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Grandparent's visitation rights in California has been an evolving area of law. The California family code has dedicated specific sections to grandparents’ rights while our appellate courts have expanded or narrowed those rights by interpreting the statutes. What are grandparents visitation rights in California? Read on and we will explain. After you read this article, please call us to discuss your case personally with attorney Rupert Corkill.
Grandparent's Visitation Rights in California – Law and Procedure
Grandparents may petition for visitation with their grandchildren in any of the following situations:
- When a parent has died.
- When a divorce or other family law case is still pending in family court and child custody is an issue in the case. The family law case has to be pre-judgment for this section to apply.
- The parents are not married to each other. This includes paternity cases and divorce cases where the court has ended the status of the marriage.
- The parents are still married but they no longer live together. For this section to apply, the separation must be permanent or indefinite.
In the situation where the parents are not married, the court performs a balancing test. If the court determines there is a bond between the grandparent and the child (a bond that is shown through the child and grandparents’ existing relationship), the court balances that with the parents’ rights to raise their own children and still finds there should be visitation, the court has the discretion to order it.
If the parents are still married, it gets more complicated. In such situations, one of the following must be true:
- The parents live separately and this must once again be permanent or indefinite.
- One parent has been absent for over a month without the other parent knowing the whereabouts of the absent parent.
- One parent supports the grandparents’ petition for visitation.
- The child does not live with either parent.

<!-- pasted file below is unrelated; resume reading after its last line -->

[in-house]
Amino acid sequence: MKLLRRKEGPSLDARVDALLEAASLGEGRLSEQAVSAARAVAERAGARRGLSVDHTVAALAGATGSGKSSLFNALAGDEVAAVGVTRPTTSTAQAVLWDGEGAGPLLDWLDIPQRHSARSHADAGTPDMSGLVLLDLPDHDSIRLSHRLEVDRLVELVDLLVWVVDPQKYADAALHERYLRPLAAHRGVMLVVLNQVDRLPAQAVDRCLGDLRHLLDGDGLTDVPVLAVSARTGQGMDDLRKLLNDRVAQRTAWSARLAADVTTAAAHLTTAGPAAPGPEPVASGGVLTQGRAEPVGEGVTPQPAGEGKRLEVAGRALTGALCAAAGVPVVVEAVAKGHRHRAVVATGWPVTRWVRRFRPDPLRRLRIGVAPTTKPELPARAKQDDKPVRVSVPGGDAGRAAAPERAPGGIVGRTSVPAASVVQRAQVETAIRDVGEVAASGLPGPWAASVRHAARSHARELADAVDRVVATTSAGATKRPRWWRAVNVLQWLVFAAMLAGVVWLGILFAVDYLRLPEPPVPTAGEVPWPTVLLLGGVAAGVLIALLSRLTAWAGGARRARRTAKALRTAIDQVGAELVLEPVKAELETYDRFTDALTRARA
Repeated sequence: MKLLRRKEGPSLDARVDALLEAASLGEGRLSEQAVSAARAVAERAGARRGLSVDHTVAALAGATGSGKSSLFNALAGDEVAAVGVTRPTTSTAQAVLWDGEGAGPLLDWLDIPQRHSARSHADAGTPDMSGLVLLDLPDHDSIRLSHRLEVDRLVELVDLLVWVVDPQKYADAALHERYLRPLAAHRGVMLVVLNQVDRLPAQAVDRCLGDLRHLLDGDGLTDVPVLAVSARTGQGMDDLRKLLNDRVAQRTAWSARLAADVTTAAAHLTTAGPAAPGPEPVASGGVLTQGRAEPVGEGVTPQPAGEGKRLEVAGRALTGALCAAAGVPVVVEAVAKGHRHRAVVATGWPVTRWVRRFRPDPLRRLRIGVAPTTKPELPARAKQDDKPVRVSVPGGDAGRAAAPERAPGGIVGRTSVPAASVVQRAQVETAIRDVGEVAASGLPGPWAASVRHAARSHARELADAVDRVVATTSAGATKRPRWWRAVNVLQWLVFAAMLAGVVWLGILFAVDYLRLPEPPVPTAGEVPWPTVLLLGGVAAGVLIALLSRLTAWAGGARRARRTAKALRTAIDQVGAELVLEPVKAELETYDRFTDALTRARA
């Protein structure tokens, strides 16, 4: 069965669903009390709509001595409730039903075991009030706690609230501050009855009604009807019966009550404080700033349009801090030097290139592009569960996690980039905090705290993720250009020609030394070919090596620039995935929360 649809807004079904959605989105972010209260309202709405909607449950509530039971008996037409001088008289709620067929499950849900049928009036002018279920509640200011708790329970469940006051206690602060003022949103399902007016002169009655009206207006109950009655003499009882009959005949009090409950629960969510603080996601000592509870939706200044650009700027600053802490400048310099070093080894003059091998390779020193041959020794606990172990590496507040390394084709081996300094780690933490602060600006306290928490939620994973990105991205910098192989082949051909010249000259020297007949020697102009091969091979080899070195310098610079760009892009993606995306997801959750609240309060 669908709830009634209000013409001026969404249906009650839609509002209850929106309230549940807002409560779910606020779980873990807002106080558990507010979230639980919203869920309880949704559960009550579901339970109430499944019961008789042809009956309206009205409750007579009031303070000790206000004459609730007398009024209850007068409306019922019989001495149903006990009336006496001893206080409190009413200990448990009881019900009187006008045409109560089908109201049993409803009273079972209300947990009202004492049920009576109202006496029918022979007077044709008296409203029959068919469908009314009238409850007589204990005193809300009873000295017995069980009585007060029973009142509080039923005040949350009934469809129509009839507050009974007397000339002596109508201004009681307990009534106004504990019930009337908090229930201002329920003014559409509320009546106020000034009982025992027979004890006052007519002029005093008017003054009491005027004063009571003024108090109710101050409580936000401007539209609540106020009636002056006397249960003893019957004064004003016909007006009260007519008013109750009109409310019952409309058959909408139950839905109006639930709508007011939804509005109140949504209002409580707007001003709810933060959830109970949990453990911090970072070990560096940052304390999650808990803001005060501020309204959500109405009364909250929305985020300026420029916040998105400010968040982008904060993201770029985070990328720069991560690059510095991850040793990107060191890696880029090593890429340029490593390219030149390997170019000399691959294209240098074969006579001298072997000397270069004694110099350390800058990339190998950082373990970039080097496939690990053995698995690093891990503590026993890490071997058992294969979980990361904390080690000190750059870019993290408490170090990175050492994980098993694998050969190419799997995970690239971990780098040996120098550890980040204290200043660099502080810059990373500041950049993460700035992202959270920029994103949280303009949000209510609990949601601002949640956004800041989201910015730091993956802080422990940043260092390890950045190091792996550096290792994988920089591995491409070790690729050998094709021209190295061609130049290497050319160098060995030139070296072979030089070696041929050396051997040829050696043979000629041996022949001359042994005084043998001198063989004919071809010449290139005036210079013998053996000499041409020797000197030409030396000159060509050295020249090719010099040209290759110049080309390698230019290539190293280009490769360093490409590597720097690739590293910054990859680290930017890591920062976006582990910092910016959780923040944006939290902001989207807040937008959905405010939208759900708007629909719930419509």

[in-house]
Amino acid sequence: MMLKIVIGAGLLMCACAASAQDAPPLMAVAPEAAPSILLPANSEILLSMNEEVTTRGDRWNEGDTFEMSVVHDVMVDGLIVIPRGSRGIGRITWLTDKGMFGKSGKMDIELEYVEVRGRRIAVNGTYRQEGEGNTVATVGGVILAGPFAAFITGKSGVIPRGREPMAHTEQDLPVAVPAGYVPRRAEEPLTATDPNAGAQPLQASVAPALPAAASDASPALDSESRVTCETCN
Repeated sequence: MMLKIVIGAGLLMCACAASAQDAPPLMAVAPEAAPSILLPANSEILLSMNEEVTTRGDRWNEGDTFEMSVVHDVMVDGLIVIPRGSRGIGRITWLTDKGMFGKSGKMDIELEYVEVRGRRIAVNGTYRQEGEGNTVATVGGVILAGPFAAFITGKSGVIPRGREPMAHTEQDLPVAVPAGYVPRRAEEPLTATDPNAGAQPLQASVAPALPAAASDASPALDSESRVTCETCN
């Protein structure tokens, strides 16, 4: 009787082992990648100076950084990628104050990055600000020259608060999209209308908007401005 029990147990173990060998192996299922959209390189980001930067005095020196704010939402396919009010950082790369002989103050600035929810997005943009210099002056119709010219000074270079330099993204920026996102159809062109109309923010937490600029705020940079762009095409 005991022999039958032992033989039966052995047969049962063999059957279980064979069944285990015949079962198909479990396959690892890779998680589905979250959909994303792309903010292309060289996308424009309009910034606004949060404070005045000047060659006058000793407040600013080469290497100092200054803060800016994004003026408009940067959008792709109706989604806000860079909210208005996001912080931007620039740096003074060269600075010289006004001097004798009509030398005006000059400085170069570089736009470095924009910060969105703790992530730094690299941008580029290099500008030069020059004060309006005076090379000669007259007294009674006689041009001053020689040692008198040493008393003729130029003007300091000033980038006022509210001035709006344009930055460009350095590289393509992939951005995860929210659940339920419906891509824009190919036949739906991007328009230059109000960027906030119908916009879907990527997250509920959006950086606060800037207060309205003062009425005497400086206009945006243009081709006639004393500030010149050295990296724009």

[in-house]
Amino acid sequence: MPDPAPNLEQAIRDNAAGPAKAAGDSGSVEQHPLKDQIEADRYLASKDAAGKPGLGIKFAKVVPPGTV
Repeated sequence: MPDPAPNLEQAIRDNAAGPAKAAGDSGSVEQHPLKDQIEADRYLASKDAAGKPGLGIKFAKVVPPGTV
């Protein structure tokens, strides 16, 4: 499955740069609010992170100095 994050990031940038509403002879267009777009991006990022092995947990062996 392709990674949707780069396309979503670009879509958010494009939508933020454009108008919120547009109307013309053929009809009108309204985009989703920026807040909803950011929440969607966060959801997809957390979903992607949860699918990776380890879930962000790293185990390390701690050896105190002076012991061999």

- The child has been adopted by a step-parent.
If any of the above five scenarios apply, then the grandparent can request visitation and petition the court for it. If there is a change at some point in the future such that none of the five situations apply, the court, upon request by either parent, must terminate the grandparent visitation.
What happens to grandparents visitation rights in California if both parents oppose the visitation request? In such a situation, California courts have ruled that there is a presumption the visitation will not be in the child’s best interest. That is because the Court does not want to trump parental rights absent extreme and unusual circumstances.
What if one of the parents opposes the request and the other one supports it? What are the grandparents visitation rights in California court then? The presumption does not apply.
Then there is the unique situation where both parents are in the picture but only one of them as sole legal and sole physical custody and it is that parent that opposes the grandparents’ visitation request. What are the grandparents visitation rights in California in such a situation? Since a parent with sole legal and sole physical custody has complete control over custody, courts have held that the presumption against grandparent visitation applies.
Grandparents should not assume that this presumption is the death-knell to their request. Far from it. A presumption simply means the grandparents have to strongly persuade the court with facts and evidence that the visitation is in the child’s best interest.
Are you a grandmother or grandfather and you want to seek your grandparent's visitations rights in California court?
Are you a parent who opposes grandparents’ visitation rights in your case? Then you owe it to yourself to contact our experienced Redding family law attorney Rupert Corkill. We offer free initial 15 minute consultations and with just a single phone call to our location, your concerns and questions can be answered. We can be reached at: Office: (530) 209-9593 and our offices are located at 1725 Oregon St, Redding, CA 96001.